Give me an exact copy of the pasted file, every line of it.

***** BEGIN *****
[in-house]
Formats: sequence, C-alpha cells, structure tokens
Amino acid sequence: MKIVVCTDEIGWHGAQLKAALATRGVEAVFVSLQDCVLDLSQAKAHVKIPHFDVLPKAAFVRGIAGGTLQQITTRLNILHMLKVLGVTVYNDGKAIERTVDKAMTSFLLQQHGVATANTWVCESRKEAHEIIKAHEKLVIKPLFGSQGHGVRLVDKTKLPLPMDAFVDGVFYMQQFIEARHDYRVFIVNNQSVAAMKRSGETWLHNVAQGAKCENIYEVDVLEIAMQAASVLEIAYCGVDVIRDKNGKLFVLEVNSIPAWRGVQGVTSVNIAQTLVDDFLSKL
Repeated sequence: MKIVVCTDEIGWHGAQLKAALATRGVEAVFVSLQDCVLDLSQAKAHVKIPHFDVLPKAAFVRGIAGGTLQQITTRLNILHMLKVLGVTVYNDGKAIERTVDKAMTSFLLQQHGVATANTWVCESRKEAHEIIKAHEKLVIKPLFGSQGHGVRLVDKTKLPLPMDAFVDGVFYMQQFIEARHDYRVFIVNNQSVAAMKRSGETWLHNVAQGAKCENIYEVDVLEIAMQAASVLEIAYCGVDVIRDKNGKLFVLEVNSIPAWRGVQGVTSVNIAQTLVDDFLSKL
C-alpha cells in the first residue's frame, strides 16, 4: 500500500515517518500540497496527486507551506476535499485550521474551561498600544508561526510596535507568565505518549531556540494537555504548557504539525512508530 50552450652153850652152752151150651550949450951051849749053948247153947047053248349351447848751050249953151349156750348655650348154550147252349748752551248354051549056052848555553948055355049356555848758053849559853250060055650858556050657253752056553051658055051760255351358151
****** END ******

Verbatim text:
[in-house]
Formats: sequence, C-alpha cells, structure tokens
Amino acid sequence: MKIVVCTDEIGWHGAQLKAALATRGVEAVFVSLQDCVLDLSQAKAHVKIPHFDVLPKAAFVRGIAGGTLQQITTRLNILHMLKVLGVTVYNDGKAIERTVDKAMTSFLLQQHGVATANTWVCESRKEAHEIIKAHEKLVIKPLFGSQGHGVRLVDKTKLPLPMDAFVDGVFYMQQFIEARHDYRVFIVNNQSVAAMKRSGETWLHNVAQGAKCENIYEVDVLEIAMQAASVLEIAYCGVDVIRDKNGKLFVLEVNSIPAWRGVQGVTSVNIAQTLVDDFLSKL
Repeated sequence: MKIVVCTDEIGWHGAQLKAALATRGVEAVFVSLQDCVLDLSQAKAHVKIPHFDVLPKAAFVRGIAGGTLQQITTRLNILHMLKVLGVTVYNDGKAIERTVDKAMTSFLLQQHGVATANTWVCESRKEAHEIIKAHEKLVIKPLFGSQGHGVRLVDKTKLPLPMDAFVDGVFYMQQFIEARHDYRVFIVNNQSVAAMKRSGETWLHNVAQGAKCENIYEVDVLEIAMQAASVLEIAYCGVDVIRDKNGKLFVLEVNSIPAWRGVQGVTSVNIAQTLVDDFLSKL
C-alpha cells in the first residue's frame, strides 16, 4: 500500500515517518500540497496527486507551506476535499485550521474551561498600544508561526510596535507568565505518549531556540494537555504548557504539525512508530 50552450652153850652152752151150651550949450951051849749053948247153947047053248349351447848751050249953151349156750348655650348154550147252349748752551248354051549056052848555553948055355049356555848758053849559853250060055650858556050657253752056553051658055051760255351358151